I suppose it's part of the reason why I've chosen to disable comments. I recognize that this, on the surface, is a fantastically narcissistic pursuit. I'm working on such seeming banalities as fitness and productivity and self-improvement, and I don't particularly expect or want a great deal of feedback - or advice - on how I'm doing. What I want is accountability, and, too, to be helpful, and to inspire. The words 'on the surface' and 'seeming' in the first sentences of this paragraph were there for a reason. In my heart of hearts, I believe that projects like these - projects in which individuals make a radical commitment to accepting themselves and living their own truths (I hate how trite this sounds) and to both recognize and grow their own essential values - are what make the greatest difference in the world.

In any case, I'm excited to see where this is going to end up. End up? With luck it won't. I'm excited about the process.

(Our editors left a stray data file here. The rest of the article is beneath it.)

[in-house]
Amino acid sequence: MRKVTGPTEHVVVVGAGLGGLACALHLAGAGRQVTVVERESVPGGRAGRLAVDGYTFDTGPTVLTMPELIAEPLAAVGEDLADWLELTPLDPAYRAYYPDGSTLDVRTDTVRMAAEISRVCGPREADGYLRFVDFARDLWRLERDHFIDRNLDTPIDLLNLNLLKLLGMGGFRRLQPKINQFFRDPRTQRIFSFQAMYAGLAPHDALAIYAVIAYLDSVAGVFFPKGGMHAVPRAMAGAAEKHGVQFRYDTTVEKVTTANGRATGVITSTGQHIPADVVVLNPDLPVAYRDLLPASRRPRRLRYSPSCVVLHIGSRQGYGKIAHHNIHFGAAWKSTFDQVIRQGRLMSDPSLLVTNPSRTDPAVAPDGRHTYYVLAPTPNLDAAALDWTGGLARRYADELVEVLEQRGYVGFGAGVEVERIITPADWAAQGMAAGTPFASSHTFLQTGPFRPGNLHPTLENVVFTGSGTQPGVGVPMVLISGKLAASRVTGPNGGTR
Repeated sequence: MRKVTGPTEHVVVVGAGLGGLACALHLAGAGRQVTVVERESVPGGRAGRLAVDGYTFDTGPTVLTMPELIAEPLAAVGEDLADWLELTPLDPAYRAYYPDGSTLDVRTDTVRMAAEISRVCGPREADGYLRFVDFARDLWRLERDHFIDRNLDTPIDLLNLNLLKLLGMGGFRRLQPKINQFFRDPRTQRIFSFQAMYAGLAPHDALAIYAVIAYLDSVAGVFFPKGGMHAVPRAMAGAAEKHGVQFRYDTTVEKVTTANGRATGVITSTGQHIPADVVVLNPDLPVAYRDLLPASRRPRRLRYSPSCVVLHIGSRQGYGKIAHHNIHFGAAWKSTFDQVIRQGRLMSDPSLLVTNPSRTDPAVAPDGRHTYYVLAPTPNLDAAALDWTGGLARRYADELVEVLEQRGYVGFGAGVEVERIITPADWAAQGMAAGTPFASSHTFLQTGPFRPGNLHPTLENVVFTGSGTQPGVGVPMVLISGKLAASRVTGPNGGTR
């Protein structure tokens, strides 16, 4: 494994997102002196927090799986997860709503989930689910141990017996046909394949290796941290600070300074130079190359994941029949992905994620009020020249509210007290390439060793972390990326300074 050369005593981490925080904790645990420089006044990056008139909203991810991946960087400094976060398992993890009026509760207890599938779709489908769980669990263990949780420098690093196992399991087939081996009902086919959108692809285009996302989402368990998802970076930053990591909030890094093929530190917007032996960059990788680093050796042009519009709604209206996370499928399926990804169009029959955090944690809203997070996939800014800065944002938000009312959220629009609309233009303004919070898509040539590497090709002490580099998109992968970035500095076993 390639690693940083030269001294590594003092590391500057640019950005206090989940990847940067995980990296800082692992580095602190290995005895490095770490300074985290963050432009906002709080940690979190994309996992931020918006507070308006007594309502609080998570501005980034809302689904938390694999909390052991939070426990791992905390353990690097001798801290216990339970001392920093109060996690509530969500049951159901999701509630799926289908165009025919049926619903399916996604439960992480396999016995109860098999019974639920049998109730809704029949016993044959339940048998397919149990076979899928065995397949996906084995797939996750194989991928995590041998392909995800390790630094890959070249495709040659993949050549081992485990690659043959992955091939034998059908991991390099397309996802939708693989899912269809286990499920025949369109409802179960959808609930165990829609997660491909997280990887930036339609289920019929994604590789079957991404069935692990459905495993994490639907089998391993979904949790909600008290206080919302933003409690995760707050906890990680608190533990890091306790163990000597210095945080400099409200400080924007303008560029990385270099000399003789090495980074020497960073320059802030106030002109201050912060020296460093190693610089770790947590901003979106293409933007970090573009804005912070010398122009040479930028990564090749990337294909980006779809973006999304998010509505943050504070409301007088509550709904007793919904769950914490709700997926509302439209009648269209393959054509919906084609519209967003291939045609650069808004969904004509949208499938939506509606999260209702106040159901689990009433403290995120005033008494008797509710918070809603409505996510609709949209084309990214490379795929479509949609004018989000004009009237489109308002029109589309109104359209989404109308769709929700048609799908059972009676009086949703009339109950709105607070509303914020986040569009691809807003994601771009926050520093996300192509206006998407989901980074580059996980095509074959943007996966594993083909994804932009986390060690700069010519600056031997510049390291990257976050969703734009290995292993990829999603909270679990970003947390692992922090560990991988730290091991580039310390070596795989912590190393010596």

Posted by Siona |



I'm taking this up again not because I have the time. I'm taking this up precisely for the opposite reason: that I don't. Between my work and graduate school and a long distance relationship and, most recently, this new coaching venture I'm embarking upon, I feel spread thin. This does not trouble me as it once would have; I'm no longer worried about the consequences of stress and overwork. Still, I can feel that I'm losing touch with myself, and I don't like the acid defenses I adopt as a result.

So I'm taking this up again in hopes of creating a space of dialogue and recognition. I know how much more beautiful the world is when I operate from a place of authenticity, and I want to do this as much as possible. I'm taking this up again because over the past months I've been pushing at others to examine their own lives, to ask themselves whether they're happy doing what they're doing, and whether or not they're content with who they are, and it's impossible for me to ask these questions of anyone without, at the same time, questioning myself.

I could attach a summary here, a brief overview of where I am right now, from the perspective of education or career or family or spirit or in terms of my relationship to myself, but I'd prefer to let this unfold naturally. I'm writing because I want to be more accountable to myself. It's this that matters.

Posted by Siona |


 © (autobiology) 2005